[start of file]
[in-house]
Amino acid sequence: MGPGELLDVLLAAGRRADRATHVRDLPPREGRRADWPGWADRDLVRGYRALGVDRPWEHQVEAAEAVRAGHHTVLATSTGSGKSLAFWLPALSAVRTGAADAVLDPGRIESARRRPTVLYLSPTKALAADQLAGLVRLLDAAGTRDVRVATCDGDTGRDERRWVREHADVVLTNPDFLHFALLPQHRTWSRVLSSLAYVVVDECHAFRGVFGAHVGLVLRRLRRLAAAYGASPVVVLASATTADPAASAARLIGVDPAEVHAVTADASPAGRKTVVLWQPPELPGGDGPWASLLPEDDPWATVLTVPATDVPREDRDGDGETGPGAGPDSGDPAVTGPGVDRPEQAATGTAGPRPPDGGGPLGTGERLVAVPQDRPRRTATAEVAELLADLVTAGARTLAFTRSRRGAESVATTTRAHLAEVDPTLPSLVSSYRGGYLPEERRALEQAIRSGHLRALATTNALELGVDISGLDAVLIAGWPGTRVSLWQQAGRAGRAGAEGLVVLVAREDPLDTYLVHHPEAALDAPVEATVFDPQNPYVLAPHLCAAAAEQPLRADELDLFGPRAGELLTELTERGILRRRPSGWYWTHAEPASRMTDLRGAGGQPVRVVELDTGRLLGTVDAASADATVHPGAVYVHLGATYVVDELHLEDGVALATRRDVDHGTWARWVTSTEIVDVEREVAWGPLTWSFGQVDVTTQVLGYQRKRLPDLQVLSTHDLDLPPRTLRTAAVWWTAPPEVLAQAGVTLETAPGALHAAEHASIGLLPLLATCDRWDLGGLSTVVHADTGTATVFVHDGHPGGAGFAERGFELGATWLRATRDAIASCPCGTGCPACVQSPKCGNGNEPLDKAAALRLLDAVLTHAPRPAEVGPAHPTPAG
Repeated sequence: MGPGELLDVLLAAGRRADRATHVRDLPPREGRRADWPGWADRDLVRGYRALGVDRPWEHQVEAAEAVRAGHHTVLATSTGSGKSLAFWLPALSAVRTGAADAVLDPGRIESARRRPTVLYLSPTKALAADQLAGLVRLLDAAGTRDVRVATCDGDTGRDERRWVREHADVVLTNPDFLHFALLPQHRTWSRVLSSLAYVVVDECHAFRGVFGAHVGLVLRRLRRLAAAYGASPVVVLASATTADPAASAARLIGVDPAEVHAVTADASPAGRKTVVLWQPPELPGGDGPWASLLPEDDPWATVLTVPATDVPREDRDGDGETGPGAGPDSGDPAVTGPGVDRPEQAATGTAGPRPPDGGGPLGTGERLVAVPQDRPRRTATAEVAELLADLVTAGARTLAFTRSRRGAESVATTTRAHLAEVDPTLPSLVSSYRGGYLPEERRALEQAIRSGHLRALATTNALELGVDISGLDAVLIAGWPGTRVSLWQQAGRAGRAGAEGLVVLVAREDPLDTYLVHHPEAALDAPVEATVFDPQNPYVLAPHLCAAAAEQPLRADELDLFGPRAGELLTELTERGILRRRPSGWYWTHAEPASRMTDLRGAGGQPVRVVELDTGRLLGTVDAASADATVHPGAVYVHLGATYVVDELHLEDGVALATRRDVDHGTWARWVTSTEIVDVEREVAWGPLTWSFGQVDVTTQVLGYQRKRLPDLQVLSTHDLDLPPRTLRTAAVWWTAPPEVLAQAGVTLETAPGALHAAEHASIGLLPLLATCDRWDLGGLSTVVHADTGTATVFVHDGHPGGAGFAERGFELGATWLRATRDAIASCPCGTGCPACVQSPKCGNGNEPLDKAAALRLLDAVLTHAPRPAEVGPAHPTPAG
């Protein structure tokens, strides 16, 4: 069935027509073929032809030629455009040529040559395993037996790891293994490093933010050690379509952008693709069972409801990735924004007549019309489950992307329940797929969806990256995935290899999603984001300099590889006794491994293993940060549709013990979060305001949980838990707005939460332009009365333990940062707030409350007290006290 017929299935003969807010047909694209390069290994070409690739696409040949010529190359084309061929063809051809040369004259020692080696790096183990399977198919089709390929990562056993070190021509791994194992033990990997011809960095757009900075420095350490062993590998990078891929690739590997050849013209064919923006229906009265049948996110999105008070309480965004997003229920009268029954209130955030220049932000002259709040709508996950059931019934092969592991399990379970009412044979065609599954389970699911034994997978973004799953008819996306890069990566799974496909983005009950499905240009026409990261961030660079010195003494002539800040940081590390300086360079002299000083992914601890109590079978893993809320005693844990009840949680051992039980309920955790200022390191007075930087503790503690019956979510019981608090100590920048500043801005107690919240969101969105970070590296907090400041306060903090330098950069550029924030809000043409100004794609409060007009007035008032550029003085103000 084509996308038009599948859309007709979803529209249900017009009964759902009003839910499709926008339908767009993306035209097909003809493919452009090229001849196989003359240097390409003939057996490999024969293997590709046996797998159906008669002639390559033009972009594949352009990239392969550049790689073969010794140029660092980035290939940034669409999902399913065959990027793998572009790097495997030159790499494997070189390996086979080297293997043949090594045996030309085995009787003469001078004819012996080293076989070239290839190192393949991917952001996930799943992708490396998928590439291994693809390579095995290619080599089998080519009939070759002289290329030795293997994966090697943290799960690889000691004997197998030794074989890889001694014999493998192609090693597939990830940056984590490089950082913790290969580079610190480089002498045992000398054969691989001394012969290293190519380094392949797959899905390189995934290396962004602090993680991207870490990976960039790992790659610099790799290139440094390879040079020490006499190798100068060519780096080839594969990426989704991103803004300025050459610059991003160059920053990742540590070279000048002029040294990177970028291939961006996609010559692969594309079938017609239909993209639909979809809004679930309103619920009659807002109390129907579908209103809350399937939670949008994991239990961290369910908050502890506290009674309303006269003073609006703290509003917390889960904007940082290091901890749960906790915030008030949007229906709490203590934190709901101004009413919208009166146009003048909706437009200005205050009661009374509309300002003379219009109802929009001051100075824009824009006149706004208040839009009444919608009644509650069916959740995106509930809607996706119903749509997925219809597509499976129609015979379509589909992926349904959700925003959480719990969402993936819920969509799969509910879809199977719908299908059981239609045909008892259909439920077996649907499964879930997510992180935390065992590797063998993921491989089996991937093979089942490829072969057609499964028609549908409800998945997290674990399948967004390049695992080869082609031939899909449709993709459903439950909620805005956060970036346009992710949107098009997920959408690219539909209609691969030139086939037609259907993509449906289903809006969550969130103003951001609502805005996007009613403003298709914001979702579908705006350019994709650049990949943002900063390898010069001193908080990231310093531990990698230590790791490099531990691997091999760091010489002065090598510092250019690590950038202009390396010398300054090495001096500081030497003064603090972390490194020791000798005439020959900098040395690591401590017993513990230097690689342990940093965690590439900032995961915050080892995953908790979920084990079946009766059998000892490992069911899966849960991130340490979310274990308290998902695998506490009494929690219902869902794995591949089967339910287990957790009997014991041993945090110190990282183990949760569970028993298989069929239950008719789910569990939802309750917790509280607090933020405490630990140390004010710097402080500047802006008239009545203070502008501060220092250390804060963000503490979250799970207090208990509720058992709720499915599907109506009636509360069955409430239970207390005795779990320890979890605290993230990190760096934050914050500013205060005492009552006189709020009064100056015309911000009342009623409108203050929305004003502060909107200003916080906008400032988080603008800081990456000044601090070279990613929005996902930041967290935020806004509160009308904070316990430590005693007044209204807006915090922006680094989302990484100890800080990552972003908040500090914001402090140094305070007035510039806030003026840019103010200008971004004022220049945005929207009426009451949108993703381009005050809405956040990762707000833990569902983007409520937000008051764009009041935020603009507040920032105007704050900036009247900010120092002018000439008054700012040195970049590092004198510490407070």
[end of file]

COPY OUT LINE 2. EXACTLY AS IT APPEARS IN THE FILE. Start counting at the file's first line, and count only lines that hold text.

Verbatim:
Amino acid sequence: MGPGELLDVLLAAGRRADRATHVRDLPPREGRRADWPGWADRDLVRGYRALGVDRPWEHQVEAAEAVRAGHHTVLATSTGSGKSLAFWLPALSAVRTGAADAVLDPGRIESARRRPTVLYLSPTKALAADQLAGLVRLLDAAGTRDVRVATCDGDTGRDERRWVREHADVVLTNPDFLHFALLPQHRTWSRVLSSLAYVVVDECHAFRGVFGAHVGLVLRRLRRLAAAYGASPVVVLASATTADPAASAARLIGVDPAEVHAVTADASPAGRKTVVLWQPPELPGGDGPWASLLPEDDPWATVLTVPATDVPREDRDGDGETGPGAGPDSGDPAVTGPGVDRPEQAATGTAGPRPPDGGGPLGTGERLVAVPQDRPRRTATAEVAELLADLVTAGARTLAFTRSRRGAESVATTTRAHLAEVDPTLPSLVSSYRGGYLPEERRALEQAIRSGHLRALATTNALELGVDISGLDAVLIAGWPGTRVSLWQQAGRAGRAGAEGLVVLVAREDPLDTYLVHHPEAALDAPVEATVFDPQNPYVLAPHLCAAAAEQPLRADELDLFGPRAGELLTELTERGILRRRPSGWYWTHAEPASRMTDLRGAGGQPVRVVELDTGRLLGTVDAASADATVHPGAVYVHLGATYVVDELHLEDGVALATRRDVDHGTWARWVTSTEIVDVEREVAWGPLTWSFGQVDVTTQVLGYQRKRLPDLQVLSTHDLDLPPRTLRTAAVWWTAPPEVLAQAGVTLETAPGALHAAEHASIGLLPLLATCDRWDLGGLSTVVHADTGTATVFVHDGHPGGAGFAERGFELGATWLRATRDAIASCPCGTGCPACVQSPKCGNGNEPLDKAAALRLLDAVLTHAPRPAEVGPAHPTPAG